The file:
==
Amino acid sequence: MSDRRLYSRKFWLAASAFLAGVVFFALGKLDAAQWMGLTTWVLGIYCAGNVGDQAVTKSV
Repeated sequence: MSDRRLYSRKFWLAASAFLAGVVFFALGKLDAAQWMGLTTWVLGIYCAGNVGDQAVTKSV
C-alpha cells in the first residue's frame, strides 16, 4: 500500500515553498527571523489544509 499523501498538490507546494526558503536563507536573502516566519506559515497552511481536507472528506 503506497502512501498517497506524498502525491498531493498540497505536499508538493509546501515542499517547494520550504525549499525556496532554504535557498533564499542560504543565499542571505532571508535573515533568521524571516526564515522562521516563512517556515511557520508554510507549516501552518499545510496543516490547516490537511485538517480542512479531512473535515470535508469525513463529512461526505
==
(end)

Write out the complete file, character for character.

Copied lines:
Amino acid sequence: MSDRRLYSRKFWLAASAFLAGVVFFALGKLDAAQWMGLTTWVLGIYCAGNVGDQAVTKSV
Repeated sequence: MSDRRLYSRKFWLAASAFLAGVVFFALGKLDAAQWMGLTTWVLGIYCAGNVGDQAVTKSV
C-alpha cells in the first residue's frame, strides 16, 4: 500500500515553498527571523489544509 499523501498538490507546494526558503536563507536573502516566519506559515497552511481536507472528506 503506497502512501498517497506524498502525491498531493498540497505536499508538493509546501515542499517547494520550504525549499525556496532554504535557498533564499542560504543565499542571505532571508535573515533568521524571516526564515522562521516563512517556515511557520508554510507549516501552518499545510496543516490547516490537511485538517480542512479531512473535515470535508469525513463529512461526505